THE BAD: No.
THE NITTY GRITTY: Pavement was such an influential force throughout the ’90s, Malkmus probably will never fully escape that band’s shadow, even despite the fact that the Jicks has made music for twice as long. Thankfully, that doesn’t prevent the man from giving us a good reason to show up. He still has something relevant to offer two decades after the last Pavement record.
“Sparkle Hard” is lyrically timely, with Malkmus getting downright confrontational with some current events. Musically, it’s a mixed bag covering everything from raging guitar jams (“Bike Lane”) to ragged power pop (“Shiggy”). “Refute” swings by a smoky honky-tonk where Malkmus does a loose duet with fellow indie icon Kim Gordon. “Difficulties/Let Them Eat Vowels” closes the session with some weird prog vibes. Malkmus surprises us around every turn, his music never falling into long-term complacency or malaise.
BUY IT?: Surely.
Local musician and self-described broke, gleeful outsider Tom Flannery doesn’t sound like anyone else.
Flannery has made music since he was a teenager, when he wanted nothing more than to sound like the rockstars he looked up to. But the only person he has ever been able to sound like was Tom Flannery. It was upon this realization that he decided to write his own songs.
More than 10 albums later, Flannery continues to create his own unique music that strives to imitate no one. The Archbald resident recently went On the Record to discuss his recently released CD, which he created with fellow local musican, Bret Alexander.
Q: Did you always know you wanted to work in the music industry?
A: I always knew I wanted to write and record and perform my own songs. Making money at it is, thankfully, secondary.
Q: How has living in this area affected your music?
A: The ground you walk on becomes the building blocks for what you write. Woody Guthrie once said, “All you can write is what you see.” So it’s impossible for your own roots to not drive your own music.
Q: How would you describe your new CD?
A: “Tales from PA 6” is a series of vignettes, really. Little four-minute movies acted out with guitars and mandolins … with legal pads and pens. We plotted out a course from A to B, but that didn’t mean it had to be a straight line. There were loads of back roads, but we eventually got where we wanted to go. It was a true collaboration.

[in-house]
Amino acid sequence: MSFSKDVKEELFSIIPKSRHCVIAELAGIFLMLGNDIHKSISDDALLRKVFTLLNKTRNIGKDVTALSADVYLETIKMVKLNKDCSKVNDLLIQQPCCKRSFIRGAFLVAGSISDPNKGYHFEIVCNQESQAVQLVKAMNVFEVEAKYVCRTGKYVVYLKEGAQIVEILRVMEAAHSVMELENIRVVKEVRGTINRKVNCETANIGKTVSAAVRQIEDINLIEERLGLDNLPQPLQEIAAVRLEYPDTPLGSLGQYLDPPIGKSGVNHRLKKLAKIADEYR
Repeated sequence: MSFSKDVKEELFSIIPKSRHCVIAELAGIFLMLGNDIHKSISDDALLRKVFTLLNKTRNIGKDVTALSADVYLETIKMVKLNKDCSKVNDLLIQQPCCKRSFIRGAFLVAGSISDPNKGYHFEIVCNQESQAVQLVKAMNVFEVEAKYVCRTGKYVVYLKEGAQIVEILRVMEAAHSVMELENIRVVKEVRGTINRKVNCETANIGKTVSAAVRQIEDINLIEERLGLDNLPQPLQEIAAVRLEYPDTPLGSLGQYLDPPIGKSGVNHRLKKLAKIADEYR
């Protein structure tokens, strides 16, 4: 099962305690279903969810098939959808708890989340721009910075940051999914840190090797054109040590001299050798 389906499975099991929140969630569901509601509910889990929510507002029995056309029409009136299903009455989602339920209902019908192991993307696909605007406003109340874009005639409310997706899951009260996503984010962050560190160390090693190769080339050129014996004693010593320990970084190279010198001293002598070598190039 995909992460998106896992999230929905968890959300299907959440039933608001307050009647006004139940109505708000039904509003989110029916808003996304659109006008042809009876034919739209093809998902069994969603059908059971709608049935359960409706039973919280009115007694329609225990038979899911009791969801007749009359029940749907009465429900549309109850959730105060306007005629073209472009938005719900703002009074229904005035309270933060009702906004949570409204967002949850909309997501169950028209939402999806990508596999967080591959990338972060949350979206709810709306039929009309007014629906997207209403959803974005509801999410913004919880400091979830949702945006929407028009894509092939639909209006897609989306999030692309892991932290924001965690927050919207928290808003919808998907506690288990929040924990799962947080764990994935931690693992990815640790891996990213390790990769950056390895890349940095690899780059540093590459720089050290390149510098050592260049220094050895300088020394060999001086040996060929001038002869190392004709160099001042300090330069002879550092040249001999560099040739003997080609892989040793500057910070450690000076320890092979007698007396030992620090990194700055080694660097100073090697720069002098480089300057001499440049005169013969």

Q: Is this CD a divergence from your usual sound?
A: I think my sound has been pretty consistent over 10-plus records. Driven by acoustic instruments mainly. Mostly quiet noises but the occasional boom.
Q: What was it like working with Bret Alexander?
A: His talent is intimidating, but he isn’t. We’ve become friends and share much in common: The same world view, the same thoughts on work and family, the same thoughts on what constitutes good and what constitutes evil. We don’t disagree on much.
Q: Was it your first time working with him?
A: It’s our second release together. We recorded “Dupont Back Porches” in 2016. The response was very positive, and we thought, “Maybe it’s worth trying this again…”
Q: What is the biggest challenge you’ve faced as an artist?
A: The good and the bad nuzzle up against each other nowadays. Technology is such that just about anybody with rudimentary technical skills can make a great-sounding record. It used to be it cost thousands upon thousands of dollars. Now you can make a record in your bedroom on your laptop for the cost of software and a good microphone. As a result, there’s TONS of music out there, and it’s all fighting against each other to be heard. So sometimes making new music is like climbing a mountain to punch an echo. But for me, and for Bret too, it’s not just what we do, it’s who we are. I couldn’t stop writing songs any more than I could stop blinking my eyes.